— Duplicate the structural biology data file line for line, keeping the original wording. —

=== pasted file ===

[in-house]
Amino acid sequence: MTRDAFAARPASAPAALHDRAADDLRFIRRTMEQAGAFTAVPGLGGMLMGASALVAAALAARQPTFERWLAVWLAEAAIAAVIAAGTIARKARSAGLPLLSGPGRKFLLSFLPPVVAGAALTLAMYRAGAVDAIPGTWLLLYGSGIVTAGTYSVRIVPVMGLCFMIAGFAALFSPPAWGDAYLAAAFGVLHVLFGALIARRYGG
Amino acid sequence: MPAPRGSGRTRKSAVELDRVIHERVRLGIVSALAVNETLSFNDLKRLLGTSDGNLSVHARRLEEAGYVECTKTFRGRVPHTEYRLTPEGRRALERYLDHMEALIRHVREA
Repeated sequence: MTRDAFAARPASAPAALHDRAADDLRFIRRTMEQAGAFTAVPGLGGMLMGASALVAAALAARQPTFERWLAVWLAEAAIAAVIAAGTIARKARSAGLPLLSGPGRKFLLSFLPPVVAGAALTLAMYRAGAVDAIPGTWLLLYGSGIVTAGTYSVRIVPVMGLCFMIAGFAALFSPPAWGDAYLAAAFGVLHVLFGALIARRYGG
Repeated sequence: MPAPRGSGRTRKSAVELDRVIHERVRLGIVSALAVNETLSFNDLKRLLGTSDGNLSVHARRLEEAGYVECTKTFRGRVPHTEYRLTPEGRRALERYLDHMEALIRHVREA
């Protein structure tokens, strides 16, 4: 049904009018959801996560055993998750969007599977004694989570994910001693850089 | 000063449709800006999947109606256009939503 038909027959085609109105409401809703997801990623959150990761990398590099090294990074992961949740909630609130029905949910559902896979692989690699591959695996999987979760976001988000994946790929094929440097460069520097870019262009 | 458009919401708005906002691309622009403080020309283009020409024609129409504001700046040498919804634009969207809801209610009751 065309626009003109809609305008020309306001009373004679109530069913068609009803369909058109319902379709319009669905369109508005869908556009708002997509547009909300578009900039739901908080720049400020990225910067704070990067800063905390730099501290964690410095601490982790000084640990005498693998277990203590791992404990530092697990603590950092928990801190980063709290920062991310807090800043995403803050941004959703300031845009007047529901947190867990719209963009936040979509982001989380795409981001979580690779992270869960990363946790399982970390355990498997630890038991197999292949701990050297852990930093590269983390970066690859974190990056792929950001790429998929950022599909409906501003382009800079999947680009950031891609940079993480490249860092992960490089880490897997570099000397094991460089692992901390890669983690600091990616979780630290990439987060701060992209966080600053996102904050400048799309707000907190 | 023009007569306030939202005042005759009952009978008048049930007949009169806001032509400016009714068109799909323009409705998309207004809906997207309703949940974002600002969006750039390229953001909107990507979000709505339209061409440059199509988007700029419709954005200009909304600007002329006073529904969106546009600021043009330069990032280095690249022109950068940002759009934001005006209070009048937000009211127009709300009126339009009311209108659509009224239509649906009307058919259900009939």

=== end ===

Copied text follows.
[in-house]
Amino acid sequence: MTRDAFAARPASAPAALHDRAADDLRFIRRTMEQAGAFTAVPGLGGMLMGASALVAAALAARQPTFERWLAVWLAEAAIAAVIAAGTIARKARSAGLPLLSGPGRKFLLSFLPPVVAGAALTLAMYRAGAVDAIPGTWLLLYGSGIVTAGTYSVRIVPVMGLCFMIAGFAALFSPPAWGDAYLAAAFGVLHVLFGALIARRYGG
Amino acid sequence: MPAPRGSGRTRKSAVELDRVIHERVRLGIVSALAVNETLSFNDLKRLLGTSDGNLSVHARRLEEAGYVECTKTFRGRVPHTEYRLTPEGRRALERYLDHMEALIRHVREA
Repeated sequence: MTRDAFAARPASAPAALHDRAADDLRFIRRTMEQAGAFTAVPGLGGMLMGASALVAAALAARQPTFERWLAVWLAEAAIAAVIAAGTIARKARSAGLPLLSGPGRKFLLSFLPPVVAGAALTLAMYRAGAVDAIPGTWLLLYGSGIVTAGTYSVRIVPVMGLCFMIAGFAALFSPPAWGDAYLAAAFGVLHVLFGALIARRYGG
Repeated sequence: MPAPRGSGRTRKSAVELDRVIHERVRLGIVSALAVNETLSFNDLKRLLGTSDGNLSVHARRLEEAGYVECTKTFRGRVPHTEYRLTPEGRRALERYLDHMEALIRHVREA
């Protein structure tokens, strides 16, 4: 049904009018959801996560055993998750969007599977004694989570994910001693850089 | 000063449709800006999947109606256009939503 038909027959085609109105409401809703997801990623959150990761990398590099090294990074992961949740909630609130029905949910559902896979692989690699591959695996999987979760976001988000994946790929094929440097460069520097870019262009 | 458009919401708005906002691309622009403080020309283009020409024609129409504001700046040498919804634009969207809801209610009751 065309626009003109809609305008020309306001009373004679109530069913068609009803369909058109319902379709319009669905369109508005869908556009708002997509547009909300578009900039739901908080720049400020990225910067704070990067800063905390730099501290964690410095601490982790000084640990005498693998277990203590791992404990530092697990603590950092928990801190980063709290920062991310807090800043995403803050941004959703300031845009007047529901947190867990719209963009936040979509982001989380795409981001979580690779992270869960990363946790399982970390355990498997630890038991197999292949701990050297852990930093590269983390970066690859974190990056792929950001790429998929950022599909409906501003382009800079999947680009950031891609940079993480490249860092992960490089880490897997570099000397094991460089692992901390890669983690600091990616979780630290990439987060701060992209966080600053996102904050400048799309707000907190 | 023009007569306030939202005042005759009952009978008048049930007949009169806001032509400016009714068109799909323009409705998309207004809906997207309703949940974002600002969006750039390229953001909107990507979000709505339209061409440059199509988007700029419709954005200009909304600007002329006073529904969106546009600021043009330069990032280095690249022109950068940002759009934001005006209070009048937000009211127009709300009126339009009311209108659509009224239509649906009307058919259900009939």